date: March 14, 2011
document id: ALRC-COS-16-20-2011
HRC section: Item 4: Interactive Dialogue with the Special Rapporteur on Myanmar
An Oral Statement to the 16th Session of the UN Human Rights Council from the Asian Legal Resource Centre (ALRC), a non-governmental organization in general consultative status
MYANMAR: Council urged to take strong, relevant action to address grave rights abuses
The Asian Legal Resource Centre (ALRC) welcomes the report and work of the Special Rapporteur on Myanmar. We deplore the authorities’ ongoing, unjustifiable obstruction of a country visit since February 2010.
The ALRC continues to document numerous cases of arbitrary detention, torture, forced disappearance, and the demented use of courts to arbitrarily sentence persons without any rational, legal justification. While welcoming the release of Daw Aung San Suu Kyi in November 2010, the ALRC condemns the sham elections that preceded it and sees no credible signs of any progress concerning human rights in the country since.
Those States that are working to weaken the Council’s action, citing the elections and the government’s alleged transformation process, are either incredibly ill-informed, or worse still, acting in bad faith and complicit in shielding perpetrators of systematic and widespread abuses.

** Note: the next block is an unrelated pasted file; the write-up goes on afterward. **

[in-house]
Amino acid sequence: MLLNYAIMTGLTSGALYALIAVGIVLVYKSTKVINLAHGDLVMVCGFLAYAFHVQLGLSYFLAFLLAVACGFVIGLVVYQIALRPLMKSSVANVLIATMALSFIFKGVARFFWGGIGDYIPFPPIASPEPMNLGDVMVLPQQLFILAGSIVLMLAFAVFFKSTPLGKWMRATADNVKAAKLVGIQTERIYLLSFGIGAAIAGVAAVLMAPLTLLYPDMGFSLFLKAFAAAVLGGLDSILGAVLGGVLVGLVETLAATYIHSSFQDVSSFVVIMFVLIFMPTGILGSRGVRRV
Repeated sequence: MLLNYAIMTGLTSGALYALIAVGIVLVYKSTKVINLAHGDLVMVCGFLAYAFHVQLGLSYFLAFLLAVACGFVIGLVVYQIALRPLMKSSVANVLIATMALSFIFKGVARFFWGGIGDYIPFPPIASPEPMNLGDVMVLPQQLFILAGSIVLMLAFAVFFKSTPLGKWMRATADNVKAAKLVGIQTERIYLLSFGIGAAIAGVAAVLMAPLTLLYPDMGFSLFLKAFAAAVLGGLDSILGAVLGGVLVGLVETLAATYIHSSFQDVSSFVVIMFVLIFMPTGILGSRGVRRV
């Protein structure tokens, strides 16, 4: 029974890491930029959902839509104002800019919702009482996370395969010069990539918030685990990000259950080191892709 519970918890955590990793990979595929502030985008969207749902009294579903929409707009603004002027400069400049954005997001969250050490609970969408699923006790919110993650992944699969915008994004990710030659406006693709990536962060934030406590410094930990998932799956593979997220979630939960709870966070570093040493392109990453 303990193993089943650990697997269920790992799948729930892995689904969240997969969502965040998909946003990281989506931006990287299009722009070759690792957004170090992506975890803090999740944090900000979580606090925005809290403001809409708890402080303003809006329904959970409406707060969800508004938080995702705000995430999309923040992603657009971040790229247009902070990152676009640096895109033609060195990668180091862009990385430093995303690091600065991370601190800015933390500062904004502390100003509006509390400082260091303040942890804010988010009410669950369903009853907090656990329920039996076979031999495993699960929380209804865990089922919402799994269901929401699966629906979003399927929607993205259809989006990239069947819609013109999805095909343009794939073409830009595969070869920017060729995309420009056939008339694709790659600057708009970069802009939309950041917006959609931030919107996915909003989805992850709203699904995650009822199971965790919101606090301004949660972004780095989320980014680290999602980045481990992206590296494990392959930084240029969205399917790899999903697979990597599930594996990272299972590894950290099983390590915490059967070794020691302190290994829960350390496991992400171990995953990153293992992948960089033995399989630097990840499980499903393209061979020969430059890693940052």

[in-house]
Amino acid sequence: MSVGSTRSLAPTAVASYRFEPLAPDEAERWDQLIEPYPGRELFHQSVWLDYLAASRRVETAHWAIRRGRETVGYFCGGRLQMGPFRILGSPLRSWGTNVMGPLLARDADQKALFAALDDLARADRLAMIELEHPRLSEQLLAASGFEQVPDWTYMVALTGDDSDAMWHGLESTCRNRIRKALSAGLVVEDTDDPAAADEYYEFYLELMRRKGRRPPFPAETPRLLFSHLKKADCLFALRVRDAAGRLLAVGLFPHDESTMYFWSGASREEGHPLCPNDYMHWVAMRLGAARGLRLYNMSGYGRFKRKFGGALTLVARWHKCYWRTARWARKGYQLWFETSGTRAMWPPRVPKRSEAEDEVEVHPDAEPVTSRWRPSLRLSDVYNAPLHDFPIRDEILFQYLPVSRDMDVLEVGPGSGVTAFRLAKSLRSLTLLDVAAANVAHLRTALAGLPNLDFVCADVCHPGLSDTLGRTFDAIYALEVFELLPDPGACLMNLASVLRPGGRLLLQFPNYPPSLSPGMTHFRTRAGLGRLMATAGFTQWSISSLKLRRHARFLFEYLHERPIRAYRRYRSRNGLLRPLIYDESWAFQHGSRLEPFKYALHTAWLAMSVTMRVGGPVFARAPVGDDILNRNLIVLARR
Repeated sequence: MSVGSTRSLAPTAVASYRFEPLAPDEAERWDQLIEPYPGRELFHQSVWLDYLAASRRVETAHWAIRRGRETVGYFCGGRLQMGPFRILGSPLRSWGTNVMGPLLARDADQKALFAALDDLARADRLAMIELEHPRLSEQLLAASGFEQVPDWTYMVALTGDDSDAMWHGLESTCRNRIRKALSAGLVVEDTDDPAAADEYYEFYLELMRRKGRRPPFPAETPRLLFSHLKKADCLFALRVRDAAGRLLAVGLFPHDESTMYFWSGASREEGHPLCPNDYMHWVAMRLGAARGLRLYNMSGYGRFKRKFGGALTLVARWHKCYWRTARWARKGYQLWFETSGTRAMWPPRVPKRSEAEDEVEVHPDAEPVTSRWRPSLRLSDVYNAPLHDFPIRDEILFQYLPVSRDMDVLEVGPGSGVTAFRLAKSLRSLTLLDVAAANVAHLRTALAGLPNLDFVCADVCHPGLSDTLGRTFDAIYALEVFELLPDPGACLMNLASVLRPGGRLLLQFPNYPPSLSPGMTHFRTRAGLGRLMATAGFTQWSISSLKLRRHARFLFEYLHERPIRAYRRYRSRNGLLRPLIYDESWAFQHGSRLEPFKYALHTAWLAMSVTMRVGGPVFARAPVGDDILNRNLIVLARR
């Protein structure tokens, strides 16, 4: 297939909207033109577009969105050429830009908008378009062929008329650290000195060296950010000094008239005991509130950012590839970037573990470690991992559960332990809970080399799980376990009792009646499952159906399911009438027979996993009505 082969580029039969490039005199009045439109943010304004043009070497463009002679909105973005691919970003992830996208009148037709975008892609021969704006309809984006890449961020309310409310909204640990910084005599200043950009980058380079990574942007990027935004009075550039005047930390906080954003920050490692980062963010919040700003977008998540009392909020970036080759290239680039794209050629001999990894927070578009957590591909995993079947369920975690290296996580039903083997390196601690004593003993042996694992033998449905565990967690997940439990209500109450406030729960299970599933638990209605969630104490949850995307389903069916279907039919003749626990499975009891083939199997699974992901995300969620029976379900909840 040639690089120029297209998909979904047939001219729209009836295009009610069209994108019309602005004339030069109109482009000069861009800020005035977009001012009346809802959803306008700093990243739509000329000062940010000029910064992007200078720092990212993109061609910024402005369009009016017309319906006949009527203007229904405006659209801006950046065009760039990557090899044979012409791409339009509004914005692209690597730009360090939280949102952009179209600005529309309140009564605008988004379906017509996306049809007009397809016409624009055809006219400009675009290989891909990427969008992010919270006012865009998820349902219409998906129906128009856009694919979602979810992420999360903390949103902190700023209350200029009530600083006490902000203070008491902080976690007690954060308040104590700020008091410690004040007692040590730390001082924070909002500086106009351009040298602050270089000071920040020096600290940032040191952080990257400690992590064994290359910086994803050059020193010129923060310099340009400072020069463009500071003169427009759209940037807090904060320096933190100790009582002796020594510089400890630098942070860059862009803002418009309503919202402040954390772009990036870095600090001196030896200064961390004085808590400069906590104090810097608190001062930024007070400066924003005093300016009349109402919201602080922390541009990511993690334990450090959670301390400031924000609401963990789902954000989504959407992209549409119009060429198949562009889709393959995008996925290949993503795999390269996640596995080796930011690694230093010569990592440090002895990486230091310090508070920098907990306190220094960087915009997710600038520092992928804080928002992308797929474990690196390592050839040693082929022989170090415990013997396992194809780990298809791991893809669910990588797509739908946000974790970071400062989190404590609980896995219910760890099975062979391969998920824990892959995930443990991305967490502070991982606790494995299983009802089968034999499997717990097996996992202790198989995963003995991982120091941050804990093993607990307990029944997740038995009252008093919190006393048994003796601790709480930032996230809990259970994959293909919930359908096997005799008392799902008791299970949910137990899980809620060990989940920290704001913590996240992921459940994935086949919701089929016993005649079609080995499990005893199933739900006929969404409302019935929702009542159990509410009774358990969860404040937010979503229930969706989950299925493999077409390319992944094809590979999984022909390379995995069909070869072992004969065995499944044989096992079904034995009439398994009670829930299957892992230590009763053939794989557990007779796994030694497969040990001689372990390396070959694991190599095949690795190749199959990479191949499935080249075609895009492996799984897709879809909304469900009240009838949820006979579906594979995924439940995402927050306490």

Mr. Rapporteur, given the extreme nature of the un-rule of law in Myanmar, what do you recommend the Council prioritise in order to be relevant and effective in addressing the arbitrary, unpredictable and norm-free system there? Standard approaches and recommendations that may work elsewhere have repeatedly shown themselves to be futile in Myanmar.
The ALRC has submitted written information to this session explaining how the government’s gross misrepresentations during the country’s UPR are a consequence of its disconnection from any type of normative framework for the protection of rights, and indicative of its attitude towards the UPR process and the international system as a whole. Myanmar claimed that “Torture is a grave crime and the Constitution prohibits torture” (paragraph 52). The statement is fiction. There is nowhere in the 2008 Constitution a prohibition of torture of any sort. Nor is there a prohibition in the Penal Code or in any other section of domestic law.
The ALRC urges the Council to take the government’s disconnection and deception into consideration when taking action. Propping up governments that grossly abuse the rights of their citizens has been shown to be flawed, immoral and unsustainable, in the Middle-East and North Africa, and these lessons must be applied to Myanmar, to bring to an end decades of fear and suffering.